The founders' story: 10 lessons from 10 years at Croud
A view from Luke Smith

The founders' story: 10 lessons from 10 years at Croud

Luke Smith reflects on how he and his co-founder Ben Knight turned their start-up into one of the UK's biggest performance marketing agencies and what's next.

Back in 2010, Ben Knight and I sat opposite each other at the Boisdale of Victoria (anyone else remember?), and came up with a concept for a new type of digital agency that we launched at the start of 2011.

It was only in our wildest dreams that ten years later, we would be heading up Croud, a global digital agency, made up of 250 internal staff and over 2,500+ Croudies based around the globe, with a £30m turnover. 

I wanted to celebrate this milestone and share a few reflections, tips and lessons we have learnt over the first 10 years. (Without overly congratulating ourselves, because there’s still so much to do):

1. Have a plan, be differentiated

Croud’s core mission to disrupt the agency model is unchanging. The combination of the best in-house talent and our Croudie network, underpinned by our proprietary technology, Croud Control, was the same on day one as it is today. That’s not to say the plan hasn’t evolved. We pivoted away from working with SMBs and evolved our proposition from PPC and some SEO to the full-service digital agency we are today. 

It’s important to have a vision and goals, even if you are six people working out of an attic office (see picture). 

2. Hard work, hustle and luck

The three are linked. In the early days you have to roll up your sleeves and do literally everything. Including the bins.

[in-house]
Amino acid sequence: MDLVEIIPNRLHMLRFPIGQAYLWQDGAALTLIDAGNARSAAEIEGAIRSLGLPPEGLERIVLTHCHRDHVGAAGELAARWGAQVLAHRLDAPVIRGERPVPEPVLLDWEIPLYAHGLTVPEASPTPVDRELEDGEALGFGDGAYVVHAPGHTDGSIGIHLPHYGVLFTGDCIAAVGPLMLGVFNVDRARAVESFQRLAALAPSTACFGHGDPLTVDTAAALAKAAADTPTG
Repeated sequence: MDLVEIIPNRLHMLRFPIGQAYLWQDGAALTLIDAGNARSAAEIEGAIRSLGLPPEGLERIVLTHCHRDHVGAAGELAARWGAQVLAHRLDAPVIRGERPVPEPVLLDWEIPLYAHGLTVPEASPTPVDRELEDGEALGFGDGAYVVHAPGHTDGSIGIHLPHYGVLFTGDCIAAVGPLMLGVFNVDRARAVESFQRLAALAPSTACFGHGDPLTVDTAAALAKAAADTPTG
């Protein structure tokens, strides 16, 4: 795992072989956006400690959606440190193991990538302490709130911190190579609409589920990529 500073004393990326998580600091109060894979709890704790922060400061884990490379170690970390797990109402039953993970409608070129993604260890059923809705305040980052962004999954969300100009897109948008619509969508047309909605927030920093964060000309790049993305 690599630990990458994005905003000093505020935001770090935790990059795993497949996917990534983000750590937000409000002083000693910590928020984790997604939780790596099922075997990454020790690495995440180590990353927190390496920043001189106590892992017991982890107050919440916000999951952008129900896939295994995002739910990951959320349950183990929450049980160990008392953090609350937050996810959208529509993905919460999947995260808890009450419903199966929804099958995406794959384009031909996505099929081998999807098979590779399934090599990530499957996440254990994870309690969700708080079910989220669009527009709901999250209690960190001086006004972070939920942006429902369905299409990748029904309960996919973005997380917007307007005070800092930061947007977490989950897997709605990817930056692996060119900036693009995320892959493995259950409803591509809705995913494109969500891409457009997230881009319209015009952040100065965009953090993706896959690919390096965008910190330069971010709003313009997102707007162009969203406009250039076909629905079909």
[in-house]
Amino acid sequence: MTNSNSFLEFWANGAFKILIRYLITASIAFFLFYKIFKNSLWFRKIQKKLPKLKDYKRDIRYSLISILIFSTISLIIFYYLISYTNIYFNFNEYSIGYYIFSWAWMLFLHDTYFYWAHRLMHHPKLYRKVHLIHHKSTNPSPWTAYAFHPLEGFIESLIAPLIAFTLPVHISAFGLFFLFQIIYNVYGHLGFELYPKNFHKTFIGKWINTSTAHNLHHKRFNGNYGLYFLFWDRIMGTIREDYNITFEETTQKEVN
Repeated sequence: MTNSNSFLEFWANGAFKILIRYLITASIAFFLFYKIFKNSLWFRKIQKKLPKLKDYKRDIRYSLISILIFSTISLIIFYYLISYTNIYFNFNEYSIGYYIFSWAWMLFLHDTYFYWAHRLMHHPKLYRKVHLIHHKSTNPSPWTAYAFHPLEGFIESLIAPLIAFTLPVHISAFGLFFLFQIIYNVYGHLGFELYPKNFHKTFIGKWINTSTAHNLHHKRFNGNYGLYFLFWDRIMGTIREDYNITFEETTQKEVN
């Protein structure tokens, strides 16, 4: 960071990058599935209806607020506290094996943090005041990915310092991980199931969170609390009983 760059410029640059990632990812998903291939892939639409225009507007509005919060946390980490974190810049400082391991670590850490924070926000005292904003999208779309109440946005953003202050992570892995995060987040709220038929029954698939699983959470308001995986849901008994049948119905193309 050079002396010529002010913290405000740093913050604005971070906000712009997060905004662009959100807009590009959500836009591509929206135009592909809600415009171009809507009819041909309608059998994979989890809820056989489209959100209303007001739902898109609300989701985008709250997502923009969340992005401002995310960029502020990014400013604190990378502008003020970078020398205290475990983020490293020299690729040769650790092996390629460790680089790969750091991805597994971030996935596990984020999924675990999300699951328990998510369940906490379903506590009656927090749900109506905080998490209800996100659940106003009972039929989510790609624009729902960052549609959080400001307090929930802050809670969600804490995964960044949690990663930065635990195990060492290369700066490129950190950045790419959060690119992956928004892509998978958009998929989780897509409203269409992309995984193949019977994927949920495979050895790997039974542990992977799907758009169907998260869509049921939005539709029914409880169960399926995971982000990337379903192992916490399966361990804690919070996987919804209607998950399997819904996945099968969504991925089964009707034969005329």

I spent three months living in Liverpool running an SMB roadshow for Google, in year one. I did door visits to trading estates in the Wirral to secure a £200-per-month contract from Merseyside's leading Holy Communion dress manufacturer (NB: don’t rock up to a café on a trading estate in a suit in Liverpool). 

Hustle remains a popular word at Croud; when things are slow we knuckle down and get out there, and every time we do things happen. And the luck follows. 

3. Build a cohesive team  

It may sound a cliche but I read all of Alex Ferguson’s books and papers on team building at Manchester United and learnt there’s a skill to putting the right people together in a way that works best for your goals, including having an eye on the future and where people are headed. Is there an SEO person that can evolve into a commercial role? My philosophy is always to develop from within. You don’t always need big-money signings. 

But you aren’t Alex Ferguson, really. Sometimes you have to accept that when hiring someone, if you hear they are a toxic influence who will cause divisions, then they probably are (no matter how much you think you can “sort them out”). I have learnt to have more diligence in senior hiring - don’t get star struck by a “name”, run a proper objective process. 

4. Make that team shareholders in the business – and be generous 

It seemed obvious when launching Croud that we should make everyone in the business a shareholder, because they’ll care more and feel a sense of ownership and entrepreneurship. We have a brilliant team of people with a collective sense of purpose and a shared mission. And we had a lot of happy people on 21 November 2019 when we sold a minority stake to LDC.